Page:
Last week, Kiera Duffy, Associate Professor of the Practice in Voice and Head of Undergraduate Voice Studies, made her debut with The Cleveland Orchestra in Mozart’s beloved solo motet for soprano, Exsultate, jubilate, under the baton of renowned conductor Harry Bicket. Alongside the New York Philharmonic, Boston Symphony, Chicago Symphony, and Philadelphia Orchestra, the Cleveland Orchestra belongs to an elite collective of American orchestras known historically as the “Big Five.” Its reputation for musical excellence is internationally recognized, with Gramophone Magazine naming it among the world’s top ten orchestras in 2012. It also performs in one of the world’s most hallowed and acoustically stunning concert halls, Severance Hall, where Duffy’s series of subscription concerts with the ensemble took place to great critical acclaim.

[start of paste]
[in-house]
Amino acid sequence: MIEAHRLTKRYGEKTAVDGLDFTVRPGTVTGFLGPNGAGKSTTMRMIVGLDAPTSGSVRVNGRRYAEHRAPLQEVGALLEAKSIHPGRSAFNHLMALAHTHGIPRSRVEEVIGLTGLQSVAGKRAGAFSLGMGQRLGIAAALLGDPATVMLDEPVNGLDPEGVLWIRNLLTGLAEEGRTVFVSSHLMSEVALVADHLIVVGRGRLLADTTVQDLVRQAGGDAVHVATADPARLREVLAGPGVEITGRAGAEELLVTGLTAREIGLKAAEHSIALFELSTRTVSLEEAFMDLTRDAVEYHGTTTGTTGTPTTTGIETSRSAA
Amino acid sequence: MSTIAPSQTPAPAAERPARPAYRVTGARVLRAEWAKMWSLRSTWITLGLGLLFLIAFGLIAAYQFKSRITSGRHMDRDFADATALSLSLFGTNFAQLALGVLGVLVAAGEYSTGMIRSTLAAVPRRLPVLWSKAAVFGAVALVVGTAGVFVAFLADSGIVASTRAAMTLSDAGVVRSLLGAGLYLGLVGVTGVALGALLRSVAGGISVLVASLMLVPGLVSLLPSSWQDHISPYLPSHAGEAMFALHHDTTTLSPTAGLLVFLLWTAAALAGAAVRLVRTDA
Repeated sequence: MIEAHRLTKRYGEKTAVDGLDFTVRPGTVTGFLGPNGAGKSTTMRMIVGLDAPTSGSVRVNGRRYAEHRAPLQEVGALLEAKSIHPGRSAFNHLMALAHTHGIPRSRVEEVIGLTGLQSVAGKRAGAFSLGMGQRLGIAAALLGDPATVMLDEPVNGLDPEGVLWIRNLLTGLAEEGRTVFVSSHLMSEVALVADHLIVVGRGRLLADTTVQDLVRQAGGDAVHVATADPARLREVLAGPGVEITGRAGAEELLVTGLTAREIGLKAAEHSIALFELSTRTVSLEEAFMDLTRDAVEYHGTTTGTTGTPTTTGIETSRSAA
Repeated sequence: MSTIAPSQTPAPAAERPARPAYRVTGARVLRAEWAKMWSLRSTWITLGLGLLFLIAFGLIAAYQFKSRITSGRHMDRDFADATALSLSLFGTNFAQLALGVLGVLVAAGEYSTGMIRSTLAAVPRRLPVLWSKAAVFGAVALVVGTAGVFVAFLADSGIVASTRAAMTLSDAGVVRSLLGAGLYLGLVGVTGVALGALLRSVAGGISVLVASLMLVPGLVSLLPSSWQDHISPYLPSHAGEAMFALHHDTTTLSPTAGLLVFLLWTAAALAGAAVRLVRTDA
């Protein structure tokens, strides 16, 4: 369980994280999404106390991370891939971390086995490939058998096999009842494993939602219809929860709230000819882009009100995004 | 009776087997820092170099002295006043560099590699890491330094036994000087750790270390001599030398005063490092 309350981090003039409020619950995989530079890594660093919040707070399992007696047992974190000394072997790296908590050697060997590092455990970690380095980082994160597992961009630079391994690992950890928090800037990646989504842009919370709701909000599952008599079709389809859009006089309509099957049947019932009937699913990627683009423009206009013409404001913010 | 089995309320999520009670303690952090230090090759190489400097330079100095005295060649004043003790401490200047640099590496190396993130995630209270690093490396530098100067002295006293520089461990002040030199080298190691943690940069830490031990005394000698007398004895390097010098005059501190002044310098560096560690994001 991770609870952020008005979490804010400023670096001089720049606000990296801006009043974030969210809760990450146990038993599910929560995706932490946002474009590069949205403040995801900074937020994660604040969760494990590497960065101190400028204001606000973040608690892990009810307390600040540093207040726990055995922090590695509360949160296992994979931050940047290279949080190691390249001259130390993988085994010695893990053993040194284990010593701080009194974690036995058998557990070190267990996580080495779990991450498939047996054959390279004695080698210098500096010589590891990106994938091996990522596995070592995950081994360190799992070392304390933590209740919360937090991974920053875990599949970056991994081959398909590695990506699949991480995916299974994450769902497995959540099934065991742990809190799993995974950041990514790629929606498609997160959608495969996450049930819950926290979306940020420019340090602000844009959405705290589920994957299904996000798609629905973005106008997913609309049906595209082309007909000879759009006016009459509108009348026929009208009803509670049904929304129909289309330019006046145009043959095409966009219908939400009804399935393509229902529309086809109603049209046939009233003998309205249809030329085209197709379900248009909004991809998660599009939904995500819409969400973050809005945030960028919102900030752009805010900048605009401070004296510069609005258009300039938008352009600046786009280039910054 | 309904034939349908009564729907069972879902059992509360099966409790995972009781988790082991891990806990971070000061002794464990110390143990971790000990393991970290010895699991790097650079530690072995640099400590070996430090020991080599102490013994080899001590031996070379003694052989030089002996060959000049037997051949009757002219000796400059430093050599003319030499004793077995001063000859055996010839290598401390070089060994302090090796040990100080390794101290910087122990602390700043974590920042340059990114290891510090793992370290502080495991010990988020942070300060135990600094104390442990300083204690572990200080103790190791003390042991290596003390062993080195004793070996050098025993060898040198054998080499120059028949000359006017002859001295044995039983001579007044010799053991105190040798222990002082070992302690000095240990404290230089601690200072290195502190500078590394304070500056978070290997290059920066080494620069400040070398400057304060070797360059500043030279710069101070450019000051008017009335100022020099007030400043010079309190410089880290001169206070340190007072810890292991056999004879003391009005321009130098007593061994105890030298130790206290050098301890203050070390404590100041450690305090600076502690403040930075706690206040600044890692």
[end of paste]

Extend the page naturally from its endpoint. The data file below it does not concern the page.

Mozart’s Exsultate, jubilate, one of the gems of the vocal concert repertoire, is a tour de force for soloist, at once full of virtuosity and elegance. Of Ms. Duffy’s performance, the Cleveland Plain Dealer wrote, “Mozart cuts his singer no slack here, stocking the solo motet with a daunting slate of intricate passage-work, wide leaps, and lengthy trills. Duffy was equal to it all. Bicket…set a quick pace and the soprano frolicked along, wielding her light, agile, and expressive voice with apparent ease and seeming truly taken by the spirit of the text…The highlight of the evening was Kiera Duffy.” (Zachary Lewis, The Plain Dealer, February 15, 2019; read the complete review here)
Professor Duffy says, “The Cleveland Orchestra is the Rolls Royce of American ensembles. The opportunity to sing such a canonic work as Exsultate in such a historically significant venue as Severance Hall with this remarkable group of musicians was truly a lifelong dream come true and an experience I will not forget.” This marks Duffy’s fourth debut with a “Big Five” orchestra, after New York, Boston, and Chicago. Curiously, what remains is Duffy’s hometown band, the Philadelphia Orchestra. “Well, as they say, let’s save the best for last!”